"You're not going to be able to smoke in your uniform, or if you're standing outside your council workplace or are wearing a council badge or lanyard.
"If you're in the parks department, you won't be able to - even when you're outside.
"If anybody goes out on council business and drives their own car, they won't be able to smoke."
Unions will discuss the proposals with the council in the autumn, with the ban expected to come into force early next year.
Lorely Burt, the former liberal democrat MP for Solihull, is to enter the House of Lords.
She's one of eleven Liberal Democrats nominated for a peerage despite the party's huge defeat in the General Election.
She says she is delighted to have been nominated and is looking forward to a return to Westminster.
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Labour leadership candidate Liz Kendall has said she intends to vote in favour of the Assisted Dying Bill.
Kendall told LBC radio that she believed the right safeguards - diagnosis of a terminal illness, certification from two doctors and judicial oversight - for the bill to be taken forward.
I believe in giving people as much power and control over what happens to them as possible.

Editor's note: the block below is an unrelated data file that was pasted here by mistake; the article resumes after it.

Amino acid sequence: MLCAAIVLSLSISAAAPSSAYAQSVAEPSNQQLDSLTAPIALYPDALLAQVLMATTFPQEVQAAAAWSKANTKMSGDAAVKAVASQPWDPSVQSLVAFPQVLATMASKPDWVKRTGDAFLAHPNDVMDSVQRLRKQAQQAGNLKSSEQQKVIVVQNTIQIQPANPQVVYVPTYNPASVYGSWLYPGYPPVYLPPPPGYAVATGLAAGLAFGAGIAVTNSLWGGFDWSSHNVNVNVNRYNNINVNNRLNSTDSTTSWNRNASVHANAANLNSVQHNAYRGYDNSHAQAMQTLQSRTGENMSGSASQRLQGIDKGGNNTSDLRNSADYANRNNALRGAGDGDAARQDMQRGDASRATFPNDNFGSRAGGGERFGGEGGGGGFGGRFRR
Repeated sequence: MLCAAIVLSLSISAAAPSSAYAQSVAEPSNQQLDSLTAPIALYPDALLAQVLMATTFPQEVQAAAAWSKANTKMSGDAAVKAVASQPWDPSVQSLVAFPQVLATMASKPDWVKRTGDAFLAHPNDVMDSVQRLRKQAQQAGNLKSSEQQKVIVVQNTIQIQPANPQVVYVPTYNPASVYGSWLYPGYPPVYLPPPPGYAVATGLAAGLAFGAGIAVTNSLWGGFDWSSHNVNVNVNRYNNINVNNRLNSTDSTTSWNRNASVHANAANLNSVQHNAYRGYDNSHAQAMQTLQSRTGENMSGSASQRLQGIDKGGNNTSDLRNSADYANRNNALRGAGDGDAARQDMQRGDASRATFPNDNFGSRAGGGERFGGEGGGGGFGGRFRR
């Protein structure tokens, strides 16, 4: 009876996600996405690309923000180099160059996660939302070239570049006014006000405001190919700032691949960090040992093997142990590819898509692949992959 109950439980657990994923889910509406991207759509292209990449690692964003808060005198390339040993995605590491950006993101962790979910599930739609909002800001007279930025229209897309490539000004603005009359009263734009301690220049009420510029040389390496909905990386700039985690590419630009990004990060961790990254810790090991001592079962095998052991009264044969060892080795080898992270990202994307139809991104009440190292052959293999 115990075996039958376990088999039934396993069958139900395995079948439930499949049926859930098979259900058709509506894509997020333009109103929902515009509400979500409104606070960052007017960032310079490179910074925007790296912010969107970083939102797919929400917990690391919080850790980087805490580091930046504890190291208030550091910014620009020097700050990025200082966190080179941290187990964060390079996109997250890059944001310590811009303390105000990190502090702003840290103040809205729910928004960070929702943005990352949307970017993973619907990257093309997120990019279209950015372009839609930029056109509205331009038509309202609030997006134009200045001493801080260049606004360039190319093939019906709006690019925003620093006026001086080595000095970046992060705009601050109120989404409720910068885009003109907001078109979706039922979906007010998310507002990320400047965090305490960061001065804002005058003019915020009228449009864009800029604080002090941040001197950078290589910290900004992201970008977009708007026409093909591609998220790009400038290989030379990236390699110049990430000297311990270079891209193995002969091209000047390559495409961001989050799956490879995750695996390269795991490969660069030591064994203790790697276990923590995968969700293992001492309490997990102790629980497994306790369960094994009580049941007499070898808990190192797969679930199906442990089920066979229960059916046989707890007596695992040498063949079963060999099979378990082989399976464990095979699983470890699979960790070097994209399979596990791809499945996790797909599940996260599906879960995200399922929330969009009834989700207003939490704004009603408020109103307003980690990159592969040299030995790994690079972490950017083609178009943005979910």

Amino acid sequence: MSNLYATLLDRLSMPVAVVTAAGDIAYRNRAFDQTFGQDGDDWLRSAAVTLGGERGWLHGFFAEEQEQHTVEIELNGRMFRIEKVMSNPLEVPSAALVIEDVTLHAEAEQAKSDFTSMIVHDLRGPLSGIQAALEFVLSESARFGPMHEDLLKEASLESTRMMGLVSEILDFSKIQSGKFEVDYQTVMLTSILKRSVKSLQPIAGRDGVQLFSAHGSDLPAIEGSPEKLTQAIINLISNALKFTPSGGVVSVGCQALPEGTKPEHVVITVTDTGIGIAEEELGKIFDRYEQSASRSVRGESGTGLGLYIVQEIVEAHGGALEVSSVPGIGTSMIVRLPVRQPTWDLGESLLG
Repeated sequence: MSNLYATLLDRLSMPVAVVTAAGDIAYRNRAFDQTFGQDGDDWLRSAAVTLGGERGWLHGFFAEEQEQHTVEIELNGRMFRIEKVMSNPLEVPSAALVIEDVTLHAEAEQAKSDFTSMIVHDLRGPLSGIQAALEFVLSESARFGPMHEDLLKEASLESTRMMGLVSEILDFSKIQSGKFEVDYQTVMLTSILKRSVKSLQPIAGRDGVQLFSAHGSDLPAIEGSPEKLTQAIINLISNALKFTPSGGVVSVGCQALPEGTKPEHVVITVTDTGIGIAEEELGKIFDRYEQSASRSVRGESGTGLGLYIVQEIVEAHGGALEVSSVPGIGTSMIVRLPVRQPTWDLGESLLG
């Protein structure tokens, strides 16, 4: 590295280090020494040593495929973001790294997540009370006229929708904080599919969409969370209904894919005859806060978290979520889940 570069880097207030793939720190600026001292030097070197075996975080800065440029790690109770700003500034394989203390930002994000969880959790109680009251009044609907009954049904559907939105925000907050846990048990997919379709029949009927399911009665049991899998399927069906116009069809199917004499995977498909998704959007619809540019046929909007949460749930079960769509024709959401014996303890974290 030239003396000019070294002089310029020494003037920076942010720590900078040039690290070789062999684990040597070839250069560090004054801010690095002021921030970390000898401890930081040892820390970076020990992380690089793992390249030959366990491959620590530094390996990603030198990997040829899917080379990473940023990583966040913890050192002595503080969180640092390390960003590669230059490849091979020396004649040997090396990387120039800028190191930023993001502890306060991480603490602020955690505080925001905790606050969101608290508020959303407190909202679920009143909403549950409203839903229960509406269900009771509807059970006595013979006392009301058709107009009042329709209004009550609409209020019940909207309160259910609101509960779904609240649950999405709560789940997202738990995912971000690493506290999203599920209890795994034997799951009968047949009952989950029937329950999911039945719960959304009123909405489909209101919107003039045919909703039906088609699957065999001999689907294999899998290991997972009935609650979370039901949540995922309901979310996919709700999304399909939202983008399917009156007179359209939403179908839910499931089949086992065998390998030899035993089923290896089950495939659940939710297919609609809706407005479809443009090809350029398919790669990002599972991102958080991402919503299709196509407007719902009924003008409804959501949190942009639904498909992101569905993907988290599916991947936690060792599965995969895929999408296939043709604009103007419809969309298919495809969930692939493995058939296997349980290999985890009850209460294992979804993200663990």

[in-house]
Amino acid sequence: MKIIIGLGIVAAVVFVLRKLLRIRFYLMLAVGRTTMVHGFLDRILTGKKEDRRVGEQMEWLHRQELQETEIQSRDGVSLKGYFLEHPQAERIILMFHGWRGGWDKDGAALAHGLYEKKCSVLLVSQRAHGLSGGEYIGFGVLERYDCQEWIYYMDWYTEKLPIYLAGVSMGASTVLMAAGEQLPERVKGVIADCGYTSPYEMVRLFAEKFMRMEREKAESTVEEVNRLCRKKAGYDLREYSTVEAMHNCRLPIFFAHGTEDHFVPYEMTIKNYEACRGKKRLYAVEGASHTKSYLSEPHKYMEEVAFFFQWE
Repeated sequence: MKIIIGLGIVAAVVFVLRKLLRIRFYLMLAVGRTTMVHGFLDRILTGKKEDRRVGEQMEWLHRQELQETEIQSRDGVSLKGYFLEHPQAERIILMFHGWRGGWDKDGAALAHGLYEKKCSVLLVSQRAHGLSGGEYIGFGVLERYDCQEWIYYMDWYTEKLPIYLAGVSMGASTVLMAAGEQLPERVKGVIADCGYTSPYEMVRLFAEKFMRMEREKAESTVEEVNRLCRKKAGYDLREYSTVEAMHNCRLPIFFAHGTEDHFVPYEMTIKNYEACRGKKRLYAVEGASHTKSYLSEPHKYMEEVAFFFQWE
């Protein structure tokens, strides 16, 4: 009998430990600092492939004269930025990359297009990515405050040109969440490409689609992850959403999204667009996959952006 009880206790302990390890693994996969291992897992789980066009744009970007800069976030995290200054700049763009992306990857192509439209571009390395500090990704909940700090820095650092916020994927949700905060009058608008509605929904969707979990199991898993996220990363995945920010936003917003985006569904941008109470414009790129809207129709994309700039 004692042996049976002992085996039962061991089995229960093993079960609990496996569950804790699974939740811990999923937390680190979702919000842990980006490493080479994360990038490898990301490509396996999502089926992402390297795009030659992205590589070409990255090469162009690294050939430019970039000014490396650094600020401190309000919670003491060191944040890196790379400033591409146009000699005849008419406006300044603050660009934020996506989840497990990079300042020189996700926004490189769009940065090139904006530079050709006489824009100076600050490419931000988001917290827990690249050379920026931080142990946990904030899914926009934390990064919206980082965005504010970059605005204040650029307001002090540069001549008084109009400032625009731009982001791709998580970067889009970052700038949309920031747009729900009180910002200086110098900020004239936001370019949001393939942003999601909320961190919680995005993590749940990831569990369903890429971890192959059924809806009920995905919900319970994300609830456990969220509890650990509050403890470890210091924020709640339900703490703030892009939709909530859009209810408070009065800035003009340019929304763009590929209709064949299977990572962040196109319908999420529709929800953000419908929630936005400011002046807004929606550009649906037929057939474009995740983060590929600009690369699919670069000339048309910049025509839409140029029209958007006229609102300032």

People need the ability to die in their own homes. I believe this will be a step forward.
The Assisted Dying Bill, drafted by Lord Falcanor is due to be debated in the House of Commons on September 11.
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Laywers from former Leicester West MP Lord Janner will argue that forcing him to attend court to face child abuse charges despite suffering from dementia breaches his human rights, a judge has heard.
The former Labour peer and MP has been ordered to appear at Westminster Magistrates' Court in London on Friday to face 22 charges spanning a period from the 1960s to the 1980s.
Janner's lawyers are now taking the case to the High Court, arguing that forcing the 87-year-old to attend court in person is unlawful.
They say Janner, who suffers from Alzheimer's disease, will suffer "considerable distress and harm" from him court appearance which will violate his rights under Article 8 of the European Convention on Human Rights.
We have heard medical evidence that Lord Janner is a particularly vulnerable person likely to suffer an extreme reaction to an environment which is unfamiliar."
Former Leicester West MP Lord Janner is expected in court later to face a string of sexual assault charges, allegedly committed over three decades.
Lord Janner is accused of 22 offences allegedly committed in the 1960s, 1970s and 1980s. He denies any wrongdoing.